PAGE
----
|Publication number||US6348399 B1|
|Application number||US 09/610,857|
|Publication date||Feb 19, 2002|
|Filing date||Jul 6, 2000|
|Priority date||Jul 6, 2000|
|Also published as||US20020053745|
|Publication number||09610857, 610857, US 6348399 B1, US 6348399B1, US-B1-6348399, US6348399 B1, US6348399B1|
|Inventors||Chun Hung Lin|
|Original Assignee||Advanced Semiconductor Engineering, Inc.|
|Export Citation||BiBTeX, EndNote, RefMan|
|Patent Citations (9), Non-Patent Citations (1), Referenced by (40), Classifications (49), Legal Events (4)|
|External Links: USPTO, USPTO Assignment, Espacenet|
1. Field of the Invention
This invention relates to a method of making a chip scale package, and more specifically to a method of making a molded chip scale package with a flip-chip configuration.
2. Description of the Related Art
As electronic devices have become more smaller and thinner, the velocity and the complexity of IC chip become more and more higher. Accordingly, a need has arisen for higher package efficiency. Demand for miniaturization is the primary catalyst driving the usage of advanced packages such as chip scale packages (CSP) and flip chips. Both of them greatly reduce the amount of board real estate required when compared to the alternative ball grid array (BGA) and thin small outline package (TSOP). Typically, a CSP is 20 percent larger than the chip itself. The most obvious advantage of CSP is the size of the package; that is, the package is slightly larger than the chip. Another advantage of CSP is that the package facilitates test and burn-in before assembly as an alternative to known good die (KGD) testing. In addition, CSP can combine many of the benefits of surface mount technology (SMT), such as standardization, encapsulation, surface mount, and reworkability, with the benefits of flip chip technology, such as low inductance, high I/O count, and direct thermal path.
However, CSP has at least one disadvantage compared to conventional BGA and TSOP, namely, high cost per unit. However, this problem could be eliminated if chip-sized packages could be mass produced more easily. Therefore, there is a need in the semiconductor packaging industry for CSP using mass production techniques at the wafer-level, as is illustrated in U.S. Pat. No. 5,323,051, U.S. Pat. No. 5,925,936 and U.S. Pat. No. 6,004,867.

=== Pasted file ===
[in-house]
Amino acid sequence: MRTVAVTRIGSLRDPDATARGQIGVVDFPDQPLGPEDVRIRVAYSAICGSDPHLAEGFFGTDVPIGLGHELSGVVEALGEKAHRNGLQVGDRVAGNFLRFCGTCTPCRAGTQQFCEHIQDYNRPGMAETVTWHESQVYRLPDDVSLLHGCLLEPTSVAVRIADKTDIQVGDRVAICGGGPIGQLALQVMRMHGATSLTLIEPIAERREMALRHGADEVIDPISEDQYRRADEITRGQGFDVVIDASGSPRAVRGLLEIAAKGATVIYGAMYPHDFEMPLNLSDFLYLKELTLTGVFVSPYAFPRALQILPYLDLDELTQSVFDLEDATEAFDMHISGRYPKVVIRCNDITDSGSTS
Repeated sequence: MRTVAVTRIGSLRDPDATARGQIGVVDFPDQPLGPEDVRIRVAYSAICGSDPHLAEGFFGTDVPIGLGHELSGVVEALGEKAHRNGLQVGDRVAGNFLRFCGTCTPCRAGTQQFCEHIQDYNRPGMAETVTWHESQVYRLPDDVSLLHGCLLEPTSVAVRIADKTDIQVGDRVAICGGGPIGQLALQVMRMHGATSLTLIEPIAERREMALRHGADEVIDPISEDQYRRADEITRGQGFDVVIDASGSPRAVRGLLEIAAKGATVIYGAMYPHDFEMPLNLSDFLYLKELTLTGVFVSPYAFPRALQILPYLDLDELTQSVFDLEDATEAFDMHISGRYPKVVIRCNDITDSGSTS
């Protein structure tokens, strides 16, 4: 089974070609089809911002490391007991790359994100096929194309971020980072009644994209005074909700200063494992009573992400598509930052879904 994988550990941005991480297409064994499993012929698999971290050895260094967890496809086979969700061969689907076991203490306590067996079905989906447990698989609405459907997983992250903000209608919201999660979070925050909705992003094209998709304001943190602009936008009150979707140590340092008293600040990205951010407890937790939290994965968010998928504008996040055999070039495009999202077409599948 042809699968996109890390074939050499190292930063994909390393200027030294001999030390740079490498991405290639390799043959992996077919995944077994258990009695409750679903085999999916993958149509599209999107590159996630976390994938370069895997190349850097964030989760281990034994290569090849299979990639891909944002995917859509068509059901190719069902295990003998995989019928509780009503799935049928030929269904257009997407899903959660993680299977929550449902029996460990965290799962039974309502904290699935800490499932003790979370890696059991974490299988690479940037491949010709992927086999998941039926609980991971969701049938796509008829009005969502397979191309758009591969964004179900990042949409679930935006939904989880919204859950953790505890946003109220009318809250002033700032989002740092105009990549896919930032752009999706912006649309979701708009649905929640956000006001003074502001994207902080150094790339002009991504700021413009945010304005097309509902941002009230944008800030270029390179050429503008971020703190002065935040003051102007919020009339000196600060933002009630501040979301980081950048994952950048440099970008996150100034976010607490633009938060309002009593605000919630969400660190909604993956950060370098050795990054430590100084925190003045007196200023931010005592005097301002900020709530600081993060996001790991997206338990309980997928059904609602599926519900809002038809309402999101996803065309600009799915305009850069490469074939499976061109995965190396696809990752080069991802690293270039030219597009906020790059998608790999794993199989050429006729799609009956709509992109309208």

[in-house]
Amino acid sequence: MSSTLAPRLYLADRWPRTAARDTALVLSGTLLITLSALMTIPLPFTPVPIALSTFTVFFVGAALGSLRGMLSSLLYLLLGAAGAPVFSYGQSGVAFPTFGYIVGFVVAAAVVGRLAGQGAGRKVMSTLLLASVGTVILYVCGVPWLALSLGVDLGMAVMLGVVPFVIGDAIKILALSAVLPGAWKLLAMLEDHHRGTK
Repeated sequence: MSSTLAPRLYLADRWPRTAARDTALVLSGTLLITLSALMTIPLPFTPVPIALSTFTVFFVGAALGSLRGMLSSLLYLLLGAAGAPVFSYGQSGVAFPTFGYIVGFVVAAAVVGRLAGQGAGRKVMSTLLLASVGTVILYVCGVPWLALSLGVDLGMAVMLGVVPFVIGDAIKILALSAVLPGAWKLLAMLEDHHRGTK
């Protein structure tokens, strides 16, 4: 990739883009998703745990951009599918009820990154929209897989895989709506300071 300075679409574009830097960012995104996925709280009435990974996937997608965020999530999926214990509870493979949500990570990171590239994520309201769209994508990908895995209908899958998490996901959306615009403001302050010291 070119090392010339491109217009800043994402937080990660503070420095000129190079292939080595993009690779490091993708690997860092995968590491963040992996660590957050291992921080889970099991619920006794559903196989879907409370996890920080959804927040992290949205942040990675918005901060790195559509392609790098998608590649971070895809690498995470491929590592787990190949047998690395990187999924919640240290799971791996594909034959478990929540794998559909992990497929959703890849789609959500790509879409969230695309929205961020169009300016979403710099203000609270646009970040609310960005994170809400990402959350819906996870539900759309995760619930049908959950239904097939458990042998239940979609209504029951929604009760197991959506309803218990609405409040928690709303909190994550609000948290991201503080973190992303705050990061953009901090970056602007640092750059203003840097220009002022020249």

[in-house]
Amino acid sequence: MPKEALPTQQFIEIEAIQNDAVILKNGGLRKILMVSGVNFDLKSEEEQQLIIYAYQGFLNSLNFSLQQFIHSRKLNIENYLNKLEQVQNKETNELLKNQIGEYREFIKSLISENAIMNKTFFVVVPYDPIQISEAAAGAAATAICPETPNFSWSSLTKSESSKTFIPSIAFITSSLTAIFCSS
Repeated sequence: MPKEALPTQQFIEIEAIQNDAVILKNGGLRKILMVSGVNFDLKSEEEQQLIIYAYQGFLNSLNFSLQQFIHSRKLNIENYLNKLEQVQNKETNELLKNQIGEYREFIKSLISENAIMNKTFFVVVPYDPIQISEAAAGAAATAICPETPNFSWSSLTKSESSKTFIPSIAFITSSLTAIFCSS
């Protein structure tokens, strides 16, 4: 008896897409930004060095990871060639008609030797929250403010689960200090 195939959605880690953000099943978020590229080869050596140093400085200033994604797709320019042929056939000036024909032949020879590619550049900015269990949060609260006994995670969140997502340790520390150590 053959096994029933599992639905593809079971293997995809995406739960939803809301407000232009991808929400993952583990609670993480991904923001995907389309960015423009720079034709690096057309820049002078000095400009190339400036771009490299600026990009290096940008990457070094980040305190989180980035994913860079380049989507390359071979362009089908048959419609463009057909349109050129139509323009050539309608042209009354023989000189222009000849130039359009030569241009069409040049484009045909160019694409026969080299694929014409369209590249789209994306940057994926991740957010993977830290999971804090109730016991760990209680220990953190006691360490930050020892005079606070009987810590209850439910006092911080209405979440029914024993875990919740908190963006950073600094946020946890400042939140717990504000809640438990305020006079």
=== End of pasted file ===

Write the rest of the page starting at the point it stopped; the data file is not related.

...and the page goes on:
Disclosed in the technical article by Baba et al. titled, “Molded Chip Scale Package for High Pin Count,” Proceedings of the 46th ECTC, Orlando, Fla., 1996, pp. 1251-1257, is a process for making a CSP 100 (see FIG. 4) which is shown in greater detail in FIG. 5. As shown in FIG. 1, the IC chip 10 has a plurality of rerouted under bump metallurgy (UBM) 12 electrically connected to bonding pads on its active surface. First, copper lands 22 and inner solder bumps 24 are formed on a base frame 20 made of ferroalloy. The copper lands 22 are formed by plating and the inner solder bumps 24 are formed onto the copper lands 22 by stencil printing. Then, the chip 10 is attached onto the inner solder bumps 24 of the base frame 20, using flip chip bonding technology. Second, as shown in FIG. 2, the bonded chip 10 and portions of the frame 20 are encapsulated with a package body 30 by a molding process identical to that used in conventional molding of IC packages. Third, as shown in FIG. 3, the base frame 20 is separated from the encapsulated chip 10 in a way that transfers the copper lands 22 and the inner solder bumps 24 from the base frame 20 to the chip 10. Finally, as shown in FIG. 4, solder balls 40 are attached to the exposed surfaces of the transferred copper lands 22.
FIG. 5 shows in greater detail the chip 10 with an external solder ball 40. The chip 10 has a bonding pad 12 formed on its active surface. The bonding pad 12 and the external solder ball 40 are connected through wiring conductor pattern 50, UBM 12, inner solder bump 24 and transferred copper land 22. The package body 30 is capable of providing stress relief in the solder joints due to CTE mismatch between chip and substrate. The CSP shown in FIG. 4 has advantages of compact package size, good electrical performance, and high reliability. However, as can be appreciated from the above prior art processes, the method of making CSP 100 is rather complex and costly.
It is therefore an object of the present invention to overcome, or at least reduce the problems and disadvantages associated with the above-described technique for fabricating a molded chip scale package.